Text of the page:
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Limiting Kids’ Screen Time Is More Important Thank You Think

Limiting Kids’ Screen Time Is More Important Thank You Think

If you have a young child, your instincts probably tell you that allowing him or her to sit in front of the television for hours on end is a bad idea. Likewise, most parents are probably aware that prolonged use of electronic devices like tablets, laptops, hand-held video games and smart phones isn’t particularly good for kids. But you might not know that limiting kids’ screen time isn’t just about encouraging them to be more physically active.

It’s true that the ubiquity of internet appliances encourages sedentary habits that can in turn lead to obesity and other health problems in people of all ages. But that’s just the tip of the iceberg when it comes to reasons that the American Academy of Pediatrics (AAP) recommends that “entertainment media” be avoided entirely for infants and children under the age of two, and limited to two or less hours each day for other kids.

The beginning of a child’s life is a crucial time for his or her social development, when they are learning the communication skills they need to succeed in both school and life. They can’t acquire these skills by passively sitting in front of the TV or by playing a video game on a tablet. In fact, the list of potential effects from kids spending excessive time in front of a TV or computer screen ranges from language delays to shorter attention spans, sleeping and weight problems, and a need to constantly be entertained rather than exploring and discovering things on their own through “self-directed” play.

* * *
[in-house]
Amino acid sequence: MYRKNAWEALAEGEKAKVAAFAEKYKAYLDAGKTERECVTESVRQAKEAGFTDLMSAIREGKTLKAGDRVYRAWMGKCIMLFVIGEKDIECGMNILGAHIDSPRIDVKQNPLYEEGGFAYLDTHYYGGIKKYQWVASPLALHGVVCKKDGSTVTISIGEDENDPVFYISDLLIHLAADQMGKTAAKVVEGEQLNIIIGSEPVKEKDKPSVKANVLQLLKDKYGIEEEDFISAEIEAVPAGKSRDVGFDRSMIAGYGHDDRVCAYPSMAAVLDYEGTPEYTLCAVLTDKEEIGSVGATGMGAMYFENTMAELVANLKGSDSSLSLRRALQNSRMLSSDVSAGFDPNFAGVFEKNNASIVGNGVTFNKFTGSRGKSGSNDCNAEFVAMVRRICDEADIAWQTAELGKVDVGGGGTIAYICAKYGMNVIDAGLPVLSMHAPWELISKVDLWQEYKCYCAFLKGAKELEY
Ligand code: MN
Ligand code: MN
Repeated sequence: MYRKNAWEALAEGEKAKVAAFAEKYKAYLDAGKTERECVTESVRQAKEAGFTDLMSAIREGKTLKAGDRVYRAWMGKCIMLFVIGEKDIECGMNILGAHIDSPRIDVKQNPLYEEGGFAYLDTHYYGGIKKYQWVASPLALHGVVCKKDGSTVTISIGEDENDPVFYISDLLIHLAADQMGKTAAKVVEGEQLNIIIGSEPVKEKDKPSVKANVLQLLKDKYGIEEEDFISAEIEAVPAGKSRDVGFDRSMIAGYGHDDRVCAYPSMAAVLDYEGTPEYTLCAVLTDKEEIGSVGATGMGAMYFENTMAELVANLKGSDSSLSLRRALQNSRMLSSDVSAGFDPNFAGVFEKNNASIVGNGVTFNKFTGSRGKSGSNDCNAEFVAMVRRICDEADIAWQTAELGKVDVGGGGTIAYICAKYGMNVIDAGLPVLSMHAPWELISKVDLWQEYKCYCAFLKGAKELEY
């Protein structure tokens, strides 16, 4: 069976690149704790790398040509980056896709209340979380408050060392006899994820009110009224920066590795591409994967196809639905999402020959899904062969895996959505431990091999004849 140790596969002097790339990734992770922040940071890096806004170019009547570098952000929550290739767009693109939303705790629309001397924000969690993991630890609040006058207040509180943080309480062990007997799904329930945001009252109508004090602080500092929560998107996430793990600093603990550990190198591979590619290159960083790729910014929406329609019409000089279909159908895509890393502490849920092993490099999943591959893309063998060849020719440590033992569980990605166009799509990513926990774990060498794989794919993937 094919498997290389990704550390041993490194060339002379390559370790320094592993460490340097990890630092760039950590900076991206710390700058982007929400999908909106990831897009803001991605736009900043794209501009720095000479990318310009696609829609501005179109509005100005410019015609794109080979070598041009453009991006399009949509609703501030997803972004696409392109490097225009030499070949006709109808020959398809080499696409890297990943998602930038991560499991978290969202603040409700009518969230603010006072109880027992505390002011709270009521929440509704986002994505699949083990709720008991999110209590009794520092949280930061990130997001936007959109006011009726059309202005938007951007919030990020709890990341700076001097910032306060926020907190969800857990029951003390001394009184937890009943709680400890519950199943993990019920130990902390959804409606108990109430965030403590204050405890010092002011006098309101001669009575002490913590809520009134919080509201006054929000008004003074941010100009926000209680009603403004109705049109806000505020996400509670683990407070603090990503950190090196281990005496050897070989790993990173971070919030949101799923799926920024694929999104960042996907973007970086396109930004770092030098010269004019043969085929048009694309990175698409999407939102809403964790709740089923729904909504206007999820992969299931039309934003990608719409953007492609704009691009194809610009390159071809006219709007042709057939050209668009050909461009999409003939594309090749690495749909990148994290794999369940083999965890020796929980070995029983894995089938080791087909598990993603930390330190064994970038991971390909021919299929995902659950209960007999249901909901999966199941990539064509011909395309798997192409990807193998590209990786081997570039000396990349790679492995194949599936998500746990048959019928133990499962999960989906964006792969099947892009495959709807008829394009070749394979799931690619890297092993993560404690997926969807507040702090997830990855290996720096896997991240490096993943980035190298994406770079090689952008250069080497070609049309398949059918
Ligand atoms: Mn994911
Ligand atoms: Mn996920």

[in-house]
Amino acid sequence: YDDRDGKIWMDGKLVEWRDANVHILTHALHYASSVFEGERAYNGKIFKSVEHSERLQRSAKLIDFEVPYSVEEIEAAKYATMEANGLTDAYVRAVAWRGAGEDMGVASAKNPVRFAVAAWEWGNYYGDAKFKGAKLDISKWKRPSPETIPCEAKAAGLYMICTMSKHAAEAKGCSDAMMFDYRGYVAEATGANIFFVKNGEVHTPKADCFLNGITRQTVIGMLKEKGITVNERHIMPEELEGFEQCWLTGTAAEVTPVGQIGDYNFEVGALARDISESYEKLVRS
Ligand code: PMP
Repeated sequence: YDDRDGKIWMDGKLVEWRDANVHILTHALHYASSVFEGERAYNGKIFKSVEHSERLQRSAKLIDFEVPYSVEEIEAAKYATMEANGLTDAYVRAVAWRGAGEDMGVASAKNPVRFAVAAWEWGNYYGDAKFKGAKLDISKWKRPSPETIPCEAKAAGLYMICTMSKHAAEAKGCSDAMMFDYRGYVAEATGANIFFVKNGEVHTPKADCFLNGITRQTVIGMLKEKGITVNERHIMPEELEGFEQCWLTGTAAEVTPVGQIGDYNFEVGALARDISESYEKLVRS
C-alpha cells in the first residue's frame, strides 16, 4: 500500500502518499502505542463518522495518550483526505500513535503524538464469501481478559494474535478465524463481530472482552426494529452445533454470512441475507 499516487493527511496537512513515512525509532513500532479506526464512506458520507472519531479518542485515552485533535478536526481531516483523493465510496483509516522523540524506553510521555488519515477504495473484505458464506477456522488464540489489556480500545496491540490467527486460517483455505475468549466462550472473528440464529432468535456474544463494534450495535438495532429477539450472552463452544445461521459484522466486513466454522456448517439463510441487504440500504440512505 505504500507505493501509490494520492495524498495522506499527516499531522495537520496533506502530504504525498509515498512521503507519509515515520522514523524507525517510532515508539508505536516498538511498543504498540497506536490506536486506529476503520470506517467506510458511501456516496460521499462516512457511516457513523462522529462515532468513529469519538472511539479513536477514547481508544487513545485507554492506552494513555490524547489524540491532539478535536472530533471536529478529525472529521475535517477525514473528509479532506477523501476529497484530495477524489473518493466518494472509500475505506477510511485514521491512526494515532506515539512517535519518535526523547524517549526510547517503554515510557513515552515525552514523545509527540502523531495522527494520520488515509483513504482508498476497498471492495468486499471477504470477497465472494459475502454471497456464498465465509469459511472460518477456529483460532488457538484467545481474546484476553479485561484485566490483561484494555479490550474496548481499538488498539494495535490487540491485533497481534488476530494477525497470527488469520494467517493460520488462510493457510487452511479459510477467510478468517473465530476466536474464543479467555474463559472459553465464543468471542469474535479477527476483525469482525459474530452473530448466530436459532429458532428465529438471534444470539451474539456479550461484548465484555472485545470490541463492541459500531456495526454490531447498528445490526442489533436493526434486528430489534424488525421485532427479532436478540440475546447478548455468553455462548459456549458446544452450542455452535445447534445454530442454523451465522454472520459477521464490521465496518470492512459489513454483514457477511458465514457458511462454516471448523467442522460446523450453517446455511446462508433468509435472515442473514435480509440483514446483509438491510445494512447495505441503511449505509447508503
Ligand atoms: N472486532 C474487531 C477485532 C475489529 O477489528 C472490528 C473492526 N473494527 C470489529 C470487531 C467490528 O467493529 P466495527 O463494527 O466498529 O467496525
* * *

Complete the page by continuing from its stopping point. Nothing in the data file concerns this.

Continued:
In turn, kids can wind up with a deficit of critical thinking skills, as well as a skewed idea about how the world works and their own place within it. Playing certain video games or watching violent TV programs can cause a child to become desensitized to the violence and develop aggressive behaviors.  It’s also true that spending lots of time in front of the screen as a child can easily become an ingrained habit that lasts a lifetime. With some teens now spending upwards of nine hours a day online and texting, it’s easy to see why this might be viewed as a problem from a medical perspective.

Not all multimedia is created equal
Of course, tablets and laptops are increasingly used by kids throughout the school day, and there is no shortage of educational apps and TV programming that genuinely helps children learn. As the AAP notes, the content of the material your child absorbs while using an electronic device is far more important than the platform itself. That said, it’s worth knowing that children often get more out of educational programs when a parent watches with them.
In our family medical practice, we counsel parents with preschool-aged children to limit their kids’ screen time to no more than 1-2 hours per day, regardless of the type of device or programming. Given how important one-on-one interaction is for early childhood development, we’re also happy to suggest alternative activities that can stimulate young brains while creating fun family time.
For example, cooking dinner with your kids can help them learn about nutrition, planning and cooperation, while reading a book with a child is great for building language skills. Other options include active games such as building a fort or creating a new dance move, both of which stimulate kids’ imagination while providing an outlet for their considerable energy. Family game night is another outstanding substitute for time spent in front of the computer. Whatever you choose, you’ll be cultivating the parent-child bonding process while making memories to last a lifetime.

- Amit Desai, MD
Florida Hospital Health Park Lake Nona | Primary Care | 407-930-7801